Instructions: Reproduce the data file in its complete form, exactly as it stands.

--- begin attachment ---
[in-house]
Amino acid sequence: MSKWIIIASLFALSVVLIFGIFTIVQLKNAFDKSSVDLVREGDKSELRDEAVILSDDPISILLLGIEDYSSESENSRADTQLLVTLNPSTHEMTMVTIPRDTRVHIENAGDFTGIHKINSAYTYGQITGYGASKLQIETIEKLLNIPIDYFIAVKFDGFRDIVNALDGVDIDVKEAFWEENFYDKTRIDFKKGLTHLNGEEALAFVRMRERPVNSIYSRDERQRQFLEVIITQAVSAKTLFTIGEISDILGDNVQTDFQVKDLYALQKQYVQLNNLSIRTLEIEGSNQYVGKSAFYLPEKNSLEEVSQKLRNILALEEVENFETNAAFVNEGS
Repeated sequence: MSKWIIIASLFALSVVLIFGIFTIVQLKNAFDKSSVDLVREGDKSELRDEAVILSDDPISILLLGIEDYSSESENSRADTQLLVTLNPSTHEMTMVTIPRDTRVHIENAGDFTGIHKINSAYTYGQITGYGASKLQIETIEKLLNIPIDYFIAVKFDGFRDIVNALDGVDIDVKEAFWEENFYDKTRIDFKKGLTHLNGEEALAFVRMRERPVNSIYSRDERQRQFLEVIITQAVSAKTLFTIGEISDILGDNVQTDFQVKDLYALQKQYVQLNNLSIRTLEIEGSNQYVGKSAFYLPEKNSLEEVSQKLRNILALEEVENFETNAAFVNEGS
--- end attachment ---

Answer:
[in-house]
Amino acid sequence: MSKWIIIASLFALSVVLIFGIFTIVQLKNAFDKSSVDLVREGDKSELRDEAVILSDDPISILLLGIEDYSSESENSRADTQLLVTLNPSTHEMTMVTIPRDTRVHIENAGDFTGIHKINSAYTYGQITGYGASKLQIETIEKLLNIPIDYFIAVKFDGFRDIVNALDGVDIDVKEAFWEENFYDKTRIDFKKGLTHLNGEEALAFVRMRERPVNSIYSRDERQRQFLEVIITQAVSAKTLFTIGEISDILGDNVQTDFQVKDLYALQKQYVQLNNLSIRTLEIEGSNQYVGKSAFYLPEKNSLEEVSQKLRNILALEEVENFETNAAFVNEGS
Repeated sequence: MSKWIIIASLFALSVVLIFGIFTIVQLKNAFDKSSVDLVREGDKSELRDEAVILSDDPISILLLGIEDYSSESENSRADTQLLVTLNPSTHEMTMVTIPRDTRVHIENAGDFTGIHKINSAYTYGQITGYGASKLQIETIEKLLNIPIDYFIAVKFDGFRDIVNALDGVDIDVKEAFWEENFYDKTRIDFKKGLTHLNGEEALAFVRMRERPVNSIYSRDERQRQFLEVIITQAVSAKTLFTIGEISDILGDNVQTDFQVKDLYALQKQYVQLNNLSIRTLEIEGSNQYVGKSAFYLPEKNSLEEVSQKLRNILALEEVENFETNAAFVNEGS